Question of the day (16th August).

So, another name related question of the day is:

Have you ever told people to call you something different from your birth name? Did it stick?

My answer:

Well yeah, as I wrote in the last question of the day post and in many other posts, I’ve changed my name legally, but even before I did that, I wanted to be called Emilia for many years. I just felt it fit me. There are tons of names I like more than Emilia, but I’ve just always thought Emilia fits me very well. So, I guess it started when I was about 12, and I asked my family to call me Emilia. Some did, some didn’t, but they were all like “You must be really crazy!” and it didn’t stuck. Even though my Mum agreed with me theoretically that Emilia fits me better and that my birth name didn’t really and that she gave it to me not giving it much thought. So I didn’t push it, but I knew that if I am still going to love Emilia for myself when I am adult, I will change it and it will be the only way to make it stick. Although I’ve been going by Emilia with my online friends even before I changed the name.

After I changed it, it did stick, but there are still people who don’t get it and there are still people who will never call me Emilia, just because. It’s pretty frustrating, in that I don’t get why it’s such a problem for them to do so. On the other hand when I talk to people to whom I haven’t talked in years and it’s just a single occurence that we met, I usually don’t let them know I’ve changed the name as I don’t want to make things more chaotic. But still, Emilia stuck pretty well, and I hear my birth name less and less now, but it suck that it takes so much effort to manage such an apparently simple thing and get people to call you what you want.

When I was younger, I called myself Biśbiś, or some other similar things, well that’s making it a bit simplified but in any case I used to talk about myself in specific circumstances as about Biśbiś, in third person, I sometimes still do especially when I am very excited about something or feel a bit odd… like a Biśbiś, oh well I don’t know how to describe it. And me and Zofijka have made a weird word based on it which is Bibiel, and Zofijka often calls me Bibiel. I wouldn’t like everyone to call me Bibiel, but it’s cool when she does, or other peeps I’m close to. I tried to spell it Bibielle or something that would look more feminine because Bibiel kind of doesn’t make the best impression in writing in my opinion, but that never stuck, so it’s just Bibiel.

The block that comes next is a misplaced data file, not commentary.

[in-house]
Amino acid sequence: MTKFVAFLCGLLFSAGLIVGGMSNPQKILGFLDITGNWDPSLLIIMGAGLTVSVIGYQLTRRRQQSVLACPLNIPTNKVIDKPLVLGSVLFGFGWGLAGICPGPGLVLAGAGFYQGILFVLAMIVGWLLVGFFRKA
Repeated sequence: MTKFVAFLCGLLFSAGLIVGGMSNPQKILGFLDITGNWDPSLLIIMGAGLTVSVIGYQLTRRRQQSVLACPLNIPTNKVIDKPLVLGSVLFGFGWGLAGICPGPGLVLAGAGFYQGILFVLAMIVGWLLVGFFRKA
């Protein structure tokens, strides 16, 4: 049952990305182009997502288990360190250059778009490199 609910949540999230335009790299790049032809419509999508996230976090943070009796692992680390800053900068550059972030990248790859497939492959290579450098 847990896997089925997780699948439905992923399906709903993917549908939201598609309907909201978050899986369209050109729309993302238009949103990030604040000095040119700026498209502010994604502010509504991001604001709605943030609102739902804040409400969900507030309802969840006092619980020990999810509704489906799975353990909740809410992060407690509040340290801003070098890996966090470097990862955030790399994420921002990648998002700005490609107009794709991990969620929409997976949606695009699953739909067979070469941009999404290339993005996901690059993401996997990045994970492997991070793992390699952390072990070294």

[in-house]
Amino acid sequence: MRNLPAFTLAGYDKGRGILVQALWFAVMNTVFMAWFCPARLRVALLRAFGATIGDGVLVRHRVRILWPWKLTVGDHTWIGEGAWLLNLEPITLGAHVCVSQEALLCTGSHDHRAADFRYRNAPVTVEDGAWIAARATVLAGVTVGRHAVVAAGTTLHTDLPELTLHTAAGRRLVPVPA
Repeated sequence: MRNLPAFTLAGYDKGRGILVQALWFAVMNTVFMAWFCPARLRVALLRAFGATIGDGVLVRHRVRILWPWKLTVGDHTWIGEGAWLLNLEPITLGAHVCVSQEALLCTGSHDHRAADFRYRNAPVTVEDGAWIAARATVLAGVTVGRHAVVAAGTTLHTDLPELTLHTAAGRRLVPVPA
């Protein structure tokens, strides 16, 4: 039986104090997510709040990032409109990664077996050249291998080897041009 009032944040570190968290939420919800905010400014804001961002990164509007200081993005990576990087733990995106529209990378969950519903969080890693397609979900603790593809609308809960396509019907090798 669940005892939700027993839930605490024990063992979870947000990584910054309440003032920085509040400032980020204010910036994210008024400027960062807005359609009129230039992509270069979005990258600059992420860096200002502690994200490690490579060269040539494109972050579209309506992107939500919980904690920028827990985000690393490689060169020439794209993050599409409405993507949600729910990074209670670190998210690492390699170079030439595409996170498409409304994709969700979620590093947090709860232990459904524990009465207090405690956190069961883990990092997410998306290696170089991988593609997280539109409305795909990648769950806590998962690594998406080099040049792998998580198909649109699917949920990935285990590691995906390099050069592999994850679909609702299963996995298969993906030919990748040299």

You? 🙂


4 thoughts on “Question of the day (16th August).”

  1. No, but when I was married I tried to get my ex’s family to call me just Paula and not “Aunt Paula,” which I hated, but they refused because they thought it was disrespectful. Now that I’m divorced from him & they like me more, they STILL CALL ME THAT! 🙄🙄🙄

    Liked by 1 person

    1. Oh I get you, I find it so awful to be called an aunt! My cousins always refer to me as aunt when talking to me on behalf of their little children or talking about me to them. They call even my sis Zofijka an aunt even though she is just 12! I hate it, but they say it would be disrespectful if the kids learned to just call us by our names.

      Liked by 1 person

  2. In my case, I was 25 when I started going by Meg. I announced it at a staff meeting. My harried employers (a married couple) were letting everyone quibble over spelling-pattern minutiae, and I raised my hand. They called on me to speak, although their facial expressions said, “Please, just put us both out of our misery right now.” So I said, “I’d like to be called Meg from now on,” and they freakin’ burst into applause, if I recall correctly. That was nice. Prior to that moment, I hadn’t known I wanted to change my name. That stressful staff meeting must’ve been the final subconscious push I needed to switch names! 😀 After that point, everyone at work immediately shifted to Meg, with no difficulty whatsoever. In fact, a few people pulled me aside after the meeting and told me their birthname secrets.

    Liked by 1 person

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